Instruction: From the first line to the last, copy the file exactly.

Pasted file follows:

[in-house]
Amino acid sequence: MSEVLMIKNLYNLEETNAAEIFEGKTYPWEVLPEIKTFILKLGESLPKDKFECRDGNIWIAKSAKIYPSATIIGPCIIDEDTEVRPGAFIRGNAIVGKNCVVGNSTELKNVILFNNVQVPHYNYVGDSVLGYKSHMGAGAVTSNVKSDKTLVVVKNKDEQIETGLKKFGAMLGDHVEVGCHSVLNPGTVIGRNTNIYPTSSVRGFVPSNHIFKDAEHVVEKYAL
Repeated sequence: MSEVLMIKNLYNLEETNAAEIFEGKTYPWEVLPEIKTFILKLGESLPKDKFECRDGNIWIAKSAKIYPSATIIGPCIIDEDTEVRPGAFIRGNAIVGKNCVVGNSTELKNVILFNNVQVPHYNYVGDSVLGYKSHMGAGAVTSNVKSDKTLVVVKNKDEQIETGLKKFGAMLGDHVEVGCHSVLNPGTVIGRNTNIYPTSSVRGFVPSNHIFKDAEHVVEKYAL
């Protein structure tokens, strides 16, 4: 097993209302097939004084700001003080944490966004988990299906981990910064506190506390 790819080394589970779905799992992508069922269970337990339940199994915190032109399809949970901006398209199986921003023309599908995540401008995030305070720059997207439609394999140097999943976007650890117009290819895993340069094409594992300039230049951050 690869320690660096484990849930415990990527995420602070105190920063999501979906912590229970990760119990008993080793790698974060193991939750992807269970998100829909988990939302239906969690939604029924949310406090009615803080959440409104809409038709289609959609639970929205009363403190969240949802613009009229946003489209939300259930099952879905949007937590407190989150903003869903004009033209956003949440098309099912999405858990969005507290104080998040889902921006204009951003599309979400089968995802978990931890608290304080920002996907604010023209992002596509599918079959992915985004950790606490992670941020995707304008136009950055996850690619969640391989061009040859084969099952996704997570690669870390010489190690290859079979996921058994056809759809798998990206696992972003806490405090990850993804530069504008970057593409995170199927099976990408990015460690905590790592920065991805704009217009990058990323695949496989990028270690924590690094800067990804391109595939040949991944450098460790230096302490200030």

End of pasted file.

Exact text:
[in-house]
Amino acid sequence: MSEVLMIKNLYNLEETNAAEIFEGKTYPWEVLPEIKTFILKLGESLPKDKFECRDGNIWIAKSAKIYPSATIIGPCIIDEDTEVRPGAFIRGNAIVGKNCVVGNSTELKNVILFNNVQVPHYNYVGDSVLGYKSHMGAGAVTSNVKSDKTLVVVKNKDEQIETGLKKFGAMLGDHVEVGCHSVLNPGTVIGRNTNIYPTSSVRGFVPSNHIFKDAEHVVEKYAL
Repeated sequence: MSEVLMIKNLYNLEETNAAEIFEGKTYPWEVLPEIKTFILKLGESLPKDKFECRDGNIWIAKSAKIYPSATIIGPCIIDEDTEVRPGAFIRGNAIVGKNCVVGNSTELKNVILFNNVQVPHYNYVGDSVLGYKSHMGAGAVTSNVKSDKTLVVVKNKDEQIETGLKKFGAMLGDHVEVGCHSVLNPGTVIGRNTNIYPTSSVRGFVPSNHIFKDAEHVVEKYAL
């Protein structure tokens, strides 16, 4: 097993209302097939004084700001003080944490966004988990299906981990910064506190506390 790819080394589970779905799992992508069922269970337990339940199994915190032109399809949970901006398209199986921003023309599908995540401008995030305070720059997207439609394999140097999943976007650890117009290819895993340069094409594992300039230049951050 690869320690660096484990849930415990990527995420602070105190920063999501979906912590229970990760119990008993080793790698974060193991939750992807269970998100829909988990939302239906969690939604029924949310406090009615803080959440409104809409038709289609959609639970929205009363403190969240949802613009009229946003489209939300259930099952879905949007937590407190989150903003869903004009033209956003949440098309099912999405858990969005507290104080998040889902921006204009951003599309979400089968995802978990931890608290304080920002996907604010023209992002596509599918079959992915985004950790606490992670941020995707304008136009950055996850690619969640391989061009040859084969099952996704997570690669870390010489190690290859079979996921058994056809759809798998990206696992972003806490405090990850993804530069504008970057593409995170199927099976990408990015460690905590790592920065991805704009217009990058990323695949496989990028270690924590690094800067990804391109595939040949991944450098460790230096302490200030």